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Are they or aren't they?

There was a time when bachelors in movies sent out muted homosexual signals. That time has returned.

May 25, 2003|Stephen Farber | Special to The Times

Once upon a time, men of a certain age who had never married were simply known as bachelors. Only a few impolite snoops pried into these aging gentlemen's sexual orientation. If you think that innocent era is long gone, think again. Bachelors are back in a surprising number of current movies featuring characters whose sexuality is, to say the least, ambiguous.

At a time when overt homosexuality has a diminished role on the big screen, it's turning up in coded, disguised form, almost as it did in the days chronicled in Vito Russo's book (and subsequent documentary) "The Celluloid Closet." Among the stars playing characters with homoerotic shadings this spring are Jack Nicholson in "Anger Management," Dustin Hoffman in "Confidence," Al Pacino in "People I Know" and Nick Nolte in "The Good Thief." Many people may miss the hidden sexual content, but it's there to titillate the cognoscenti.

Studios and producers are running scared these days, partly because of the conservative political climate, and partly because of a stubborn obsession with the bottom line. The fastidious treatment of homosexuality is just one indication of this skittish mood. Although some of these new closet-case pictures have their sly pleasures, it's dismaying that we've regressed to the kind of coy storytelling more reminiscent of the 1950s.

Homosexuality has a tortured, tortuous history in Hollywood, so the latest furtive trend is just another chapter in an ongoing saga of subterfuge. The old Production Code that straitjacketed American movies from 1934 to 1968 declared that "sex perversion or any inference of it is forbidden." Even in that pristine epoch, however, not all inferences were excised. Homoerotic hints kept sneaking into movies, particularly comedies. In the '30s, actors such as Franklin Pangborn and Edward Everett Horton played prissy sidekicks whose sexuality was pretty flaming. Laurel and Hardy came off as a bickering married couple. Bob Hope often played a dandified coward who wasn't exactly a masculine role model.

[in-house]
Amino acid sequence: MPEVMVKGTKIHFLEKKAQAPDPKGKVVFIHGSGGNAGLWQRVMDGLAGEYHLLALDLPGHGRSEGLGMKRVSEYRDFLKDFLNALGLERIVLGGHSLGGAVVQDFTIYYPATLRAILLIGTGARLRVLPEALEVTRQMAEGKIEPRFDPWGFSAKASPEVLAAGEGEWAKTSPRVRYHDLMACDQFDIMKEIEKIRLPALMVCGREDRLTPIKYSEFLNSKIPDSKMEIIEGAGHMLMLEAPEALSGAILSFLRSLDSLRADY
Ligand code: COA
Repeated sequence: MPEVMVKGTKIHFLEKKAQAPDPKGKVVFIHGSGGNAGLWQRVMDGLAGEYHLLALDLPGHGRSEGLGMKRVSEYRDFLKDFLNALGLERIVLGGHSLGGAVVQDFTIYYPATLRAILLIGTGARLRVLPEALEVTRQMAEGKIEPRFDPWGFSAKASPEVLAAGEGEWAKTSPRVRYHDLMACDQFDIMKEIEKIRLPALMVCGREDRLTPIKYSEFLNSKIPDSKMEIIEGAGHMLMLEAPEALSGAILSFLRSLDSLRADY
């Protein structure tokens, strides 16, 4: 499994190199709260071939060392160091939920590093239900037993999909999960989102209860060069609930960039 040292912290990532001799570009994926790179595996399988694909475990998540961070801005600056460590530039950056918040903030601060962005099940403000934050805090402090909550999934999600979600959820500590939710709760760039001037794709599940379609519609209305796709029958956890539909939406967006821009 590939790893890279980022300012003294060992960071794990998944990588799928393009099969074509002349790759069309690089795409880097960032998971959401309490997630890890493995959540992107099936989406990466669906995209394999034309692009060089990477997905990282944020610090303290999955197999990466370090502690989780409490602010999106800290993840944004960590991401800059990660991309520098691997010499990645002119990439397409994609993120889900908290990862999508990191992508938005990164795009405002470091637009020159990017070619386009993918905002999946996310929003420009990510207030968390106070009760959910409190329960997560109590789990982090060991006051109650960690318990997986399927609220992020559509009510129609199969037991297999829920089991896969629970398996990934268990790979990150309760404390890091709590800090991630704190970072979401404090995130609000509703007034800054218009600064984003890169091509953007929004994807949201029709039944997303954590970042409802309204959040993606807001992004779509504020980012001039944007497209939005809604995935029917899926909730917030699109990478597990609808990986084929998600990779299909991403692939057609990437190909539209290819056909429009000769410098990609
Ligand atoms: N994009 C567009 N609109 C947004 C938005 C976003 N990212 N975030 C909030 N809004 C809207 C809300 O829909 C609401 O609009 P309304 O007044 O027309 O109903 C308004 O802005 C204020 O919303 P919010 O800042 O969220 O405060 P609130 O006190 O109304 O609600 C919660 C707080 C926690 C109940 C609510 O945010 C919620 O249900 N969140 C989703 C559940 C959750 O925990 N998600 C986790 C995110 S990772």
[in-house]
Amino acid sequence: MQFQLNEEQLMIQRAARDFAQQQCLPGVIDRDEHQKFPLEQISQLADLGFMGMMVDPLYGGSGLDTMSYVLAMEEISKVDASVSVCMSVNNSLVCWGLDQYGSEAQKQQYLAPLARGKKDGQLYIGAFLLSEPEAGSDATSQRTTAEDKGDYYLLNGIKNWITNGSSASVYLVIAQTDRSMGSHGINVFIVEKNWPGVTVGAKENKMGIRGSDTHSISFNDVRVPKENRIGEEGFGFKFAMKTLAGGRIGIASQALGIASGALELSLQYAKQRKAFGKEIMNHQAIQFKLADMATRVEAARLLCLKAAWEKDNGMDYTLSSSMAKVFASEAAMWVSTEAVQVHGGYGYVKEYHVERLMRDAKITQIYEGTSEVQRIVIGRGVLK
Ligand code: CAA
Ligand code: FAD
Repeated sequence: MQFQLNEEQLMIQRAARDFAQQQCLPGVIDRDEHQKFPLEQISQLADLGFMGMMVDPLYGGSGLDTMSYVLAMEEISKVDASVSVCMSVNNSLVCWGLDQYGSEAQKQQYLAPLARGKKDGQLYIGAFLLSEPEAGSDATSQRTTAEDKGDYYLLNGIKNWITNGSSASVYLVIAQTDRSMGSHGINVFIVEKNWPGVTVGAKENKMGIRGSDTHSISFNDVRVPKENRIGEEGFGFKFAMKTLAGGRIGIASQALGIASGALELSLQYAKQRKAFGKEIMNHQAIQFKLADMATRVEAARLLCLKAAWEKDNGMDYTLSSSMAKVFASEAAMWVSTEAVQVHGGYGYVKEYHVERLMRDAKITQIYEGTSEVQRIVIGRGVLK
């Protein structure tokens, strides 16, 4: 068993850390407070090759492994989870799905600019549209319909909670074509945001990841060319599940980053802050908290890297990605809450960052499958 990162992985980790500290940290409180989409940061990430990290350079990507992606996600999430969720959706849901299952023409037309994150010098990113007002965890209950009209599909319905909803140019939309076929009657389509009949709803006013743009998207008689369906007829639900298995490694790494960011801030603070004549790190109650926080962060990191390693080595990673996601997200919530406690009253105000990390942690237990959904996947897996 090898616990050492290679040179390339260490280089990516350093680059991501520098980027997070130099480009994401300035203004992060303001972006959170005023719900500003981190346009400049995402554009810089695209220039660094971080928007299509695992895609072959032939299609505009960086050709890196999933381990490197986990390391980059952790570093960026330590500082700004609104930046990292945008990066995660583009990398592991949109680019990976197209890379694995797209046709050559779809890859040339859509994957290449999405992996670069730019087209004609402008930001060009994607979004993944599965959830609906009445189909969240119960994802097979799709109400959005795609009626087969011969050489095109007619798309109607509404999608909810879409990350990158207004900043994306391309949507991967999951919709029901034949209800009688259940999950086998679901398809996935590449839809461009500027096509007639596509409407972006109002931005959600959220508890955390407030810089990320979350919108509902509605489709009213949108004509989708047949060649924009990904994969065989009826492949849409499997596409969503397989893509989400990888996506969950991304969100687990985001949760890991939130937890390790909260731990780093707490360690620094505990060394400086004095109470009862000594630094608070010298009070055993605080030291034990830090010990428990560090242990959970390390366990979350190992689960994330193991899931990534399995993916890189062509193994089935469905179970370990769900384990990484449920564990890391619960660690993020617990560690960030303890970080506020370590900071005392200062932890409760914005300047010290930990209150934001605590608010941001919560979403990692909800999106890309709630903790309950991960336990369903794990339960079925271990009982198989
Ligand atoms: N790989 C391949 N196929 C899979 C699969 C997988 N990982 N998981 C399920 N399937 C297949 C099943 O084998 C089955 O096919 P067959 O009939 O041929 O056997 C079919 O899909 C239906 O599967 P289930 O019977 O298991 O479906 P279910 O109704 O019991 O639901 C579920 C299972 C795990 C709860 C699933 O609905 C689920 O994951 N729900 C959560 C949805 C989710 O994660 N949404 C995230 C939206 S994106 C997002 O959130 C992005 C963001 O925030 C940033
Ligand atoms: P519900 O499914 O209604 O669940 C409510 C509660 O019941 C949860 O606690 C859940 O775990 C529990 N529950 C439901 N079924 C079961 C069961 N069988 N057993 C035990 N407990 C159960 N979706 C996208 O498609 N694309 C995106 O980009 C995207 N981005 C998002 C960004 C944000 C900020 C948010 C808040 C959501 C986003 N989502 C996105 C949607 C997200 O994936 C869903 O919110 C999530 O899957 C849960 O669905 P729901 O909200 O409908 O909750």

In Hollywood dramas, Hollywood presented fairly sensationalized treatments of homosexuality in "Advise and Consent," "The Children's Hour" and "The Sergeant." It wasn't until the boom of independent film in the '80s that we saw a more relaxed view of homosexuality in such movies as "Kiss of the Spider Woman," "Lianna" and "Parting Glances." Queer cinema blossomed over the next decade, and Hollywood gingerly followed suit in "The Birdcage," "Philadelphia" and "In & Out." These mainstream movies had a lot of failings enumerated by gay activists, but they had one virtue appreciated by the studios: They made money.

Soon, however, the novelty wore off, and audiences dwindled. Once-daring independent companies began to shy away from gay themes when they realized that even the most acclaimed, award-laden efforts such as "Gods and Monsters" had limited box-office potential. Last year's gay and lesbian film festival, Outfest, opened with a program of short films, an indication of how few high-quality gay features were being produced. The festival filled out the rest of its slots with documentaries, esoteric foreign films and other movies with minimal gay content like the recently released "Lawless Heart."

At the same time that feature films have retreated, television has been forging ahead with overtly gay material. "Will & Grace" remains one of the most popular shows on the tube, and cable series such as "Six Feet Under" and "Queer as Folk" have passionate followings. In fact, there's so much gay material on television that movie producers may feel audiences have become sated. They may also be stymied trying to come up with fresh stories to tell. Conflicts surrounding coming out, homophobia and AIDS have been dramatized repeatedly.

For all of these reasons, there's a vacuum in feature films at the moment. But we all know that nature abhors a vacuum, and it will be filled in one way or another. To be blunt, a lot of artists are gay, and even those who aren't may be curious or at least willing to consider the polymorphous possibilities.

That's one way to explain the unexpected homoerotic undercurrents of the hit comedy "Anger Management." Jack Nicholson has pretty much defined himself as the most macho of stars, and it must have seemed like a tantalizing change of pace for him to explore the fey side of the beret-sporting Dr. Buddy Rydell. He moves in with the repressed rageaholic Dave Buznik (Adam Sandler) to help him turn his life around. Is Buddy meant to be gay?

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